La Madeleine is my favorite because it is the most unusual church I know in France, a pastiche of antiquity, a perfect illustration of neo-classical architecture. On a monumental base with 28 stairs there are 52 columns, of 20 m height, in Corinthian style. In the wall between the columns are 52 statues of saints by various sculptors.
The carved pediment shows the Last Judgment, Christ appears surrounded by two angels. Marie-Madeleine is on the right kneeling to intercede for the damned, she thus expresses the repentance.
The bronze doors are exceptional by their dimensions which make them larger than the bronze door of St. Peters in Rome.
The interior design of the Madeleine is of a remarkable homogeneity. This rare aesthetic unit for a church is due to the fact that the interior achievement was done in a short time. With its single nave the church has similarities with ancient basilicas. The cupolas with the weak lighting remember the Pantheon in Rome but unfortunately the church is dark inside.
The columns of the nave are in Corinthian style like those outside.
Marble from various origins is the essential material for the decoration. Gildings underline the ornaments.
The high altar is one of my favorites in Paris. Beauty and originality were combined by Charles Marochetti who carved in white marble over a period of twelve years the altar piece called "Ravissement de Sainte Marie-Madeleine" (the ecstasy of holy Marie-Madeleine). According to tradition angels were supporting her body when she would leave the ground in ecstasy.
The cherry on the cake is the decoration with flowers of the monumental stairs at rue Royale. From these stairs there is a nice view on the obelisk of the Place de la Concorde only 500 m distant with in the back another Neo-Classical façade of the Assemblée Nationale -Palais Bourbon.
Open: each day 9.30 - 19.00 h. Free. A much visited church of Paris with 600.000 visitors/year.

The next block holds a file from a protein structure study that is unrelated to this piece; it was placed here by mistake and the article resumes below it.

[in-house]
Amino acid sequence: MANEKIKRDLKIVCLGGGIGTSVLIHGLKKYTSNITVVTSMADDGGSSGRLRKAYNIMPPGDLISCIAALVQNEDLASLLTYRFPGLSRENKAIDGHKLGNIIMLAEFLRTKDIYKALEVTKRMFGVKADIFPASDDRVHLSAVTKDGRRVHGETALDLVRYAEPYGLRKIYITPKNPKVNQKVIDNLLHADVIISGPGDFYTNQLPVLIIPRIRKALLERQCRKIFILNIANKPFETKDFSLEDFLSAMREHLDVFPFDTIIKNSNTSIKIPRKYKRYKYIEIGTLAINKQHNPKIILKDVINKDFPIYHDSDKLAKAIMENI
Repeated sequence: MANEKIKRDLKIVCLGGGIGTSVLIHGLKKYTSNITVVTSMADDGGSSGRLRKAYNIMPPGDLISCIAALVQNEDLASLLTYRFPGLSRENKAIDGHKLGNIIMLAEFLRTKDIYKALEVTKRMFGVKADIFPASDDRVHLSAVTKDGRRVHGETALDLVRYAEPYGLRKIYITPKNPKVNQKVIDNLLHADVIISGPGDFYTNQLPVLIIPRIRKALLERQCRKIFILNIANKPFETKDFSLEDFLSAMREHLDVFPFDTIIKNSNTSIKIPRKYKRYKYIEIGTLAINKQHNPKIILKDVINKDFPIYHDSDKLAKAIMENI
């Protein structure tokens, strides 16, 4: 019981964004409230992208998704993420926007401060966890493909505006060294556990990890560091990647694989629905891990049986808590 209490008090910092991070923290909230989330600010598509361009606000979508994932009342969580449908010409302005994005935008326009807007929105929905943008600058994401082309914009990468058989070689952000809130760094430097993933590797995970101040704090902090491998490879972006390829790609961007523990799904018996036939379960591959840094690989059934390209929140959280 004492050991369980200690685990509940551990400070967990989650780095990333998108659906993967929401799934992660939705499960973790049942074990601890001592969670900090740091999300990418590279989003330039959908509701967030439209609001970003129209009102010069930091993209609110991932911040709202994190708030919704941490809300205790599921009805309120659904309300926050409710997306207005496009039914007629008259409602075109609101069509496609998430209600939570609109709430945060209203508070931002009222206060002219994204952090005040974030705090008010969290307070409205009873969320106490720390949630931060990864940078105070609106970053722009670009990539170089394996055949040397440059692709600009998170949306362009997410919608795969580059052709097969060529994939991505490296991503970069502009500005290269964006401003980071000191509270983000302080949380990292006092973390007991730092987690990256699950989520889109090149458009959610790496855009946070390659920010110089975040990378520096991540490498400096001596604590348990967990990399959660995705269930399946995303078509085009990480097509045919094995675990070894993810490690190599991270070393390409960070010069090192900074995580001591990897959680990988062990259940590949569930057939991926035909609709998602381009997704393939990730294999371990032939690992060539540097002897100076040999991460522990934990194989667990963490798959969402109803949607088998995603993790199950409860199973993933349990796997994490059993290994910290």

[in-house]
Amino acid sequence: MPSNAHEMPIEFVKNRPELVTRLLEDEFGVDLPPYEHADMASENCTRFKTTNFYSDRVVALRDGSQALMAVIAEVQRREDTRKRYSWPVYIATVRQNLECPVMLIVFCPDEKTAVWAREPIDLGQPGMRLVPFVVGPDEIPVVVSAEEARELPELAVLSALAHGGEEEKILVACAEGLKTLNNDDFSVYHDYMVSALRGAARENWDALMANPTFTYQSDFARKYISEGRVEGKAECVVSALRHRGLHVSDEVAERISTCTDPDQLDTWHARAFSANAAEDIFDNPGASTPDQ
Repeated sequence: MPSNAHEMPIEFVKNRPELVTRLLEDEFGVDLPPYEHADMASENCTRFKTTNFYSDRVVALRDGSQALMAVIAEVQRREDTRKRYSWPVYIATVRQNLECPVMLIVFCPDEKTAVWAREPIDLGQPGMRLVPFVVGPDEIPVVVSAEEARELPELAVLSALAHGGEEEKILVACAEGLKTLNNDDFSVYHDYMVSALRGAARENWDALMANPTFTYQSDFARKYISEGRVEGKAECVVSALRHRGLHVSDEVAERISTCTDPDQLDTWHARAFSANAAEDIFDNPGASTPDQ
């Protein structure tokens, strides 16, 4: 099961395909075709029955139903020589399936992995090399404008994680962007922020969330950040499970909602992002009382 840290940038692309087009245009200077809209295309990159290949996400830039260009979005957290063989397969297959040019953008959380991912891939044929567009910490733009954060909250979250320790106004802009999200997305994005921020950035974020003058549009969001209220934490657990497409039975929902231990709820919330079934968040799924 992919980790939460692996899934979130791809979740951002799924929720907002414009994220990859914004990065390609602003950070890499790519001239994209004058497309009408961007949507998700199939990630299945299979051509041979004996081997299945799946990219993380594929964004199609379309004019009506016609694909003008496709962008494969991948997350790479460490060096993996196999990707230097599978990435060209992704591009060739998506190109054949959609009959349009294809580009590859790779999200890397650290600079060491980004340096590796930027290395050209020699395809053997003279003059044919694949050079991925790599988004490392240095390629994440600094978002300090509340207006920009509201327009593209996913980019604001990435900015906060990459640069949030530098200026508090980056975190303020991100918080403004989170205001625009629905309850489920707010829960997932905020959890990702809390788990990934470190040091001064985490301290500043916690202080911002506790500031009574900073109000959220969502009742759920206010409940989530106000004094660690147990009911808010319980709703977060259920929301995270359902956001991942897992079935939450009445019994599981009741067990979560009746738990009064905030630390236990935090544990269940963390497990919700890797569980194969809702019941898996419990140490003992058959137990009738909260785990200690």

This church was built initially to be a temple devoted to the Glory (for this reason, it is the only church to have a Napoleon painting).
But when the Bourbon went back on the throne, it was definitely transformed into a church. And it was inaugurated in 1842 as a church.
The parish around was inhabited by wealthy persons and it remains one of the most expensive district of Paris.
Look at the real estate frontwindow to check what I just tell.
Climb the stairs and have a look on rue Royale and in the far the Obelisk of place de la Concorde and the Parliament (Chambre des Députés).
Fondest memory: I have been working for 2 years in this district until my Company moved in the suburbs.
One week before the move I thought :"It's stupid, I am about to leave the area and I never visited the church".
So, at lunch time, I entered for the first time in La Madeleine.
Since this day, I came back several times though La Madeleine is far to be the most beautiful church of Paris.
go to La Madeleine...
This neo-classical Church is north of Place de la Concorde at the end of rue Royale. Built in style of a Greek temple, it was consecrated in 1842 after almost a century of design changes and construction delays.
It was started on plan based on church of Saint-Louis des Invalides. A new architect, Couture, razed what had already been erected to begin a building modeled on the Panthéon. All work ceased between 1790 and 1806 as various projects were considered. Napoleon announced that on this spot should be erected a temple to the glory of the Great Army and gave the commission to Vignon.
Once more, the existing monument was razed and building started on the Greek Temple.
In 1814, Louis XVIII confirmed that the Madeleine should be a church.
In 1837, the building was nearly selected for use as a Paris' Premier railway terminal (between Paris and Saint-Germain).
In 1842, the Church was consecrated.
The Church is surrounded by 52 Corinthian columns standing 20 meters tall.
The monumental staircases on the south side has one of the best panoramas of Paris, down rue Royale, to place de la Concorde, across la Seine to l'Assemblée Nationale